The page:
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Chance in Evolution$
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Grant Ramsey and Charles H. Pence

Print publication date: 2016

Print ISBN-13: 9780226401744

Published to Chicago Scholarship Online: May 2017

DOI: 10.7208/chicago/9780226401911.001.0001

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History’s Windings in a Flask: Microbial Experiments into Evolutionary Contingency

History’s Windings in a Flask: Microbial Experiments into Evolutionary Contingency

Chapter:
(p.244) Chapter 10 History’s Windings in a Flask: Microbial Experiments into Evolutionary Contingency
Source:
Chance in Evolution
Author(s):

Zachary D. Blount

Publisher:
University of Chicago Press
DOI:10.7208/chicago/9780226401911.003.0011

Evolution is an inherently historical phenomenon that involves both deterministic and stochastic processes that play out in the context of historically continuous lineages existing in a world subject to sometimes sudden, capricious change. Stephen Jay Gould argued that these characteristics imparts a historicity to evolution that makes evolutionary outcomes profoundly sensitive to the through which they arise. Famously, Gould proposed that this historical contingency means that, were one to replay the “tape of life”, a very different biological world would result. This is, of course, a difficult thought experiment to instantiate on the global level Gould envisioned. However, replay experiments are possible on the small scale using laboratory populations of microbes. In recent decades, many researchers have used evolution experiments with microorganisms to empirically examine the role of historical contingency in evolution. These experiments have made substantial contributions to our understanding of the role of contingency in evolution, even if it is too early to make any final conclusions. Just as importantly, they have aided in better understanding exactly what historical contingency is. In this chapter I survey the designs, findings, and implications of microbial evolution experiments into evolutionary contingency.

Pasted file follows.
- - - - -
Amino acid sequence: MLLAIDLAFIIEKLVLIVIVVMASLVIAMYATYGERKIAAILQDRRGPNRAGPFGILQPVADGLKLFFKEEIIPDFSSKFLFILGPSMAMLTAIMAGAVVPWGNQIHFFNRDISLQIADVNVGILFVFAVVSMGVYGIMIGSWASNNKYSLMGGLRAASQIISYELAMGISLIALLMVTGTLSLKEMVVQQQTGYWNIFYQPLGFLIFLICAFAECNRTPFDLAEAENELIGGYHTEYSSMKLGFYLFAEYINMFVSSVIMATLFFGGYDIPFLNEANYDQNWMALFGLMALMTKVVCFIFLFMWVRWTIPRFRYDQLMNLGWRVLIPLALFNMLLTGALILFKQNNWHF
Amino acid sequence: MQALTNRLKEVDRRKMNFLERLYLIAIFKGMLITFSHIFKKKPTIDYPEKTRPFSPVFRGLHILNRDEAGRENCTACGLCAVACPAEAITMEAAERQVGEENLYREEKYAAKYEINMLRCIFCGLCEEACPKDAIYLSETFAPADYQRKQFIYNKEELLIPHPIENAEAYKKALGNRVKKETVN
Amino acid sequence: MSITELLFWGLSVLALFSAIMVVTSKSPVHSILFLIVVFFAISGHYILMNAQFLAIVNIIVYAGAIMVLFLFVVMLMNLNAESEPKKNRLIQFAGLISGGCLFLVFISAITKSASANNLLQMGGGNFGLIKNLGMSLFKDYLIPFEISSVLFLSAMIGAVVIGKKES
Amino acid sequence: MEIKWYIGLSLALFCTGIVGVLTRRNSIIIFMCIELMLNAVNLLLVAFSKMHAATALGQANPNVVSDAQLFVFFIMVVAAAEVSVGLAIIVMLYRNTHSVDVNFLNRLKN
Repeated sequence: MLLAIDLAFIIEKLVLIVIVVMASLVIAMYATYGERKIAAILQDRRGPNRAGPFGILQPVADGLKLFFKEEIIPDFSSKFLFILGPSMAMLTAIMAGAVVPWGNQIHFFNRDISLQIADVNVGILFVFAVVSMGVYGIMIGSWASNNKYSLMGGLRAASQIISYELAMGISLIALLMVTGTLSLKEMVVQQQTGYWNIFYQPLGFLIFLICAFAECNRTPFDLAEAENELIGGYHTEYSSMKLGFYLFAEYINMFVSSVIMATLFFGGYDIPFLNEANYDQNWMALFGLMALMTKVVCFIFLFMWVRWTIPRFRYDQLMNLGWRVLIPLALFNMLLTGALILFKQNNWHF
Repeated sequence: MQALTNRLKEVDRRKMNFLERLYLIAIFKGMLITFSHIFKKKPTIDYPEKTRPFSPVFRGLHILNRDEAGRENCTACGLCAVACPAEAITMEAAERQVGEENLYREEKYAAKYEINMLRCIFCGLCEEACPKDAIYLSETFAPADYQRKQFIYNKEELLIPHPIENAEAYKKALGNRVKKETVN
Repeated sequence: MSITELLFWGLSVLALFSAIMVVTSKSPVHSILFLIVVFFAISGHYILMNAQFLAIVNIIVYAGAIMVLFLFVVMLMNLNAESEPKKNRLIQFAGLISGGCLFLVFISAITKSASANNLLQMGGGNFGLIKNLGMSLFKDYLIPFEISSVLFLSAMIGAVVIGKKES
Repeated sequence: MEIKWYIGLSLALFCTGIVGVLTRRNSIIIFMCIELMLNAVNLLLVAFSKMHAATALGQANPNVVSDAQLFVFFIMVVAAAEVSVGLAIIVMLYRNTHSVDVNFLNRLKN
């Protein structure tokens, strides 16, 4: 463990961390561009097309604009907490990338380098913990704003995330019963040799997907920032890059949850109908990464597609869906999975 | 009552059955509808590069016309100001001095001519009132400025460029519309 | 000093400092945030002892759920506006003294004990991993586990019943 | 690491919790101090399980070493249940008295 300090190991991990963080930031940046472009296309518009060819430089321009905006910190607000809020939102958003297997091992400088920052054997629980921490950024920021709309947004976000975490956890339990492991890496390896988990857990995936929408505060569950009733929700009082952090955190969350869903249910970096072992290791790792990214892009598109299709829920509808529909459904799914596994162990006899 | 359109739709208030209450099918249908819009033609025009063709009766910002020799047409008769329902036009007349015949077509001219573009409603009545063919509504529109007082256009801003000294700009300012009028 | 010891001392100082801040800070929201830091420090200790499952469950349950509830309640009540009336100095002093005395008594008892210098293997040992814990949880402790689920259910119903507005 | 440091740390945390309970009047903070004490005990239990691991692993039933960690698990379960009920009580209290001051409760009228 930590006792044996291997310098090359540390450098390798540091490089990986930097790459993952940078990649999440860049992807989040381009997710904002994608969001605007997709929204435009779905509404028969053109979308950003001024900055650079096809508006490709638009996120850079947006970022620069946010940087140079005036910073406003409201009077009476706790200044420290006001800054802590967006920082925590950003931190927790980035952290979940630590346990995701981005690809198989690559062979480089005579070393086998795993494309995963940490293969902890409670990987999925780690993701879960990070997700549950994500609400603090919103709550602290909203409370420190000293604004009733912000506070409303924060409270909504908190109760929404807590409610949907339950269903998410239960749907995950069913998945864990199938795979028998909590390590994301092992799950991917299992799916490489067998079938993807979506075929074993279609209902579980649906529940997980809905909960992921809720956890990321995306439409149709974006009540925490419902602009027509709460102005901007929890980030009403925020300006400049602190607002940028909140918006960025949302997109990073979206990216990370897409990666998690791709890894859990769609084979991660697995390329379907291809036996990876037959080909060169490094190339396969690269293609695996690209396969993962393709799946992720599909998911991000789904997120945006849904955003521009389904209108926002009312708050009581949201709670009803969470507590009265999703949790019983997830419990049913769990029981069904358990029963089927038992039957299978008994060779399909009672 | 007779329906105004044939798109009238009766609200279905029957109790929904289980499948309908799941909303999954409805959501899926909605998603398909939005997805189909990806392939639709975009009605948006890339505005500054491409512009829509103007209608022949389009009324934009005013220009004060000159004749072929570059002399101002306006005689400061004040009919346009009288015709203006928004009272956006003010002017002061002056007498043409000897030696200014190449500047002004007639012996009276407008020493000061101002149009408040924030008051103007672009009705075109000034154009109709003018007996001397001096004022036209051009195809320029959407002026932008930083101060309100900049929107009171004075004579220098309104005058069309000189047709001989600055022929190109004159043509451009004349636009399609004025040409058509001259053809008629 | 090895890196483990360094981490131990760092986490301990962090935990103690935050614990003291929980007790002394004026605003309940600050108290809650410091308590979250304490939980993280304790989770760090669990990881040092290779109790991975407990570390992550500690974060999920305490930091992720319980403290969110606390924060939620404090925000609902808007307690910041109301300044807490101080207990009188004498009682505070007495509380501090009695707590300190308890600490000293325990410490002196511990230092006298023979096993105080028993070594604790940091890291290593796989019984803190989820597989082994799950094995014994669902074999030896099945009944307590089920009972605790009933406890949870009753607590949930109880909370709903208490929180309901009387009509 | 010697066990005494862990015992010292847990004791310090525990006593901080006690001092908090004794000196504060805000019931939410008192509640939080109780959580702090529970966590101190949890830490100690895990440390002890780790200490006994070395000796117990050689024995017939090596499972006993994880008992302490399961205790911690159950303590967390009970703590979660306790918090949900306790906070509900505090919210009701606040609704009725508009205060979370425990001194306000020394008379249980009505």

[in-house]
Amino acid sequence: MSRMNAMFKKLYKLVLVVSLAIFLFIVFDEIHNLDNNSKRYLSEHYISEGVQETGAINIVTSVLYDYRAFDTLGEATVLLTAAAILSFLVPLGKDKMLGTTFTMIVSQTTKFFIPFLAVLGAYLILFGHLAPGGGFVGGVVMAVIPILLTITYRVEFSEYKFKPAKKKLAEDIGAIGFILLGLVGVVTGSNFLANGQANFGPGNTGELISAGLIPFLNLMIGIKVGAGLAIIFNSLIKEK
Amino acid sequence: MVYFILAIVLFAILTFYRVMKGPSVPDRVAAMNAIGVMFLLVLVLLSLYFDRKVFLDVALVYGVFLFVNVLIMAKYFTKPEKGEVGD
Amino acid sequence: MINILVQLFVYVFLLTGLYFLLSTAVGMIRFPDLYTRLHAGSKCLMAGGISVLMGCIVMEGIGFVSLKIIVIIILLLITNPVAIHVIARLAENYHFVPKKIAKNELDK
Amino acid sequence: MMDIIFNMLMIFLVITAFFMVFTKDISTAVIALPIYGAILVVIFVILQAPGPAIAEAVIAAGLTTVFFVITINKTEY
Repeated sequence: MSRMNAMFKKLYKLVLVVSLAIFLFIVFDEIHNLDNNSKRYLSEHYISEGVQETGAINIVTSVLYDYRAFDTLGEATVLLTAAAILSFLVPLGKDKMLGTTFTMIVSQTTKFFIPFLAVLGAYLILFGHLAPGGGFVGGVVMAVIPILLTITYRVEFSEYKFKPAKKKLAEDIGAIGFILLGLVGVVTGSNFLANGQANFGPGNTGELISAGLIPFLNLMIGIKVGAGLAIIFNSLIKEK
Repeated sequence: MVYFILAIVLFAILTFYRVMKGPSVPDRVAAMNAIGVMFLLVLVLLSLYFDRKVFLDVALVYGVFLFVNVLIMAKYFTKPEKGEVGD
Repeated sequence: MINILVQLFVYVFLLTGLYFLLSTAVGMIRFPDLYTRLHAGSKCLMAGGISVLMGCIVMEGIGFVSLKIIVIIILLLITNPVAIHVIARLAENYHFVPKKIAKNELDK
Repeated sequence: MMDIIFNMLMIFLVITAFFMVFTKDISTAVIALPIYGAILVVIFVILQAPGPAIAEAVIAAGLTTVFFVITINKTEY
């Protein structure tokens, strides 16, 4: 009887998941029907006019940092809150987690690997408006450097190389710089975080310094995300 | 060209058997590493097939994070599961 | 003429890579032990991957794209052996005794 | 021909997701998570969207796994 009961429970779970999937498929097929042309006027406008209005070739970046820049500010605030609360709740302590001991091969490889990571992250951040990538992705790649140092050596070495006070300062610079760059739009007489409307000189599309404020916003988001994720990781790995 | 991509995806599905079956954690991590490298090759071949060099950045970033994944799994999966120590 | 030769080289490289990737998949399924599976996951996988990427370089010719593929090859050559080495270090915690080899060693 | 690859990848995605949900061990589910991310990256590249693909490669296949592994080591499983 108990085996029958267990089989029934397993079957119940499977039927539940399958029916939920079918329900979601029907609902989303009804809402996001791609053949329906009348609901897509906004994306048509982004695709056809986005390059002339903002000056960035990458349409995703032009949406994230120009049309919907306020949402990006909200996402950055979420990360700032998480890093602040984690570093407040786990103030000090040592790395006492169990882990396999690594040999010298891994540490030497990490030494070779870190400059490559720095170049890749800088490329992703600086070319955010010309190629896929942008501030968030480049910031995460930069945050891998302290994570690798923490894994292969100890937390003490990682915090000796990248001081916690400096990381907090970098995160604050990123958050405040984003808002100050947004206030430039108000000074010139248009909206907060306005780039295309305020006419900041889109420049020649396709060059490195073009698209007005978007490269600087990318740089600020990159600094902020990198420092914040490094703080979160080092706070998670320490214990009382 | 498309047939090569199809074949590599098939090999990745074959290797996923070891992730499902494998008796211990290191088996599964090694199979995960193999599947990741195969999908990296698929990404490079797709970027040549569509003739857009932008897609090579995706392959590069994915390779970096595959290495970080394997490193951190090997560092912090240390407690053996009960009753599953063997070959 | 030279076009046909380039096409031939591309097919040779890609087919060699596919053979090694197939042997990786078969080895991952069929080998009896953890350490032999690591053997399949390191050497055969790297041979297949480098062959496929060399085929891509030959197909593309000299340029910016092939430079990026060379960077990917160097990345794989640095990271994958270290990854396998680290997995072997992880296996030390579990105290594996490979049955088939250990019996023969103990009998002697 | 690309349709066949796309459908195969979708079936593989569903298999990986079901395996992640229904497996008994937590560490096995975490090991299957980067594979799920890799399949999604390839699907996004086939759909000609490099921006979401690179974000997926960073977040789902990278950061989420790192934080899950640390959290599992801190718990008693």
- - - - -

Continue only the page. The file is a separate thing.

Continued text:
Keywords:   historical contingency, evolution, experimental evolution, long-term evolution experiments, path dependence, evolutionary repeatability, microbiology, E. coli, LTEE

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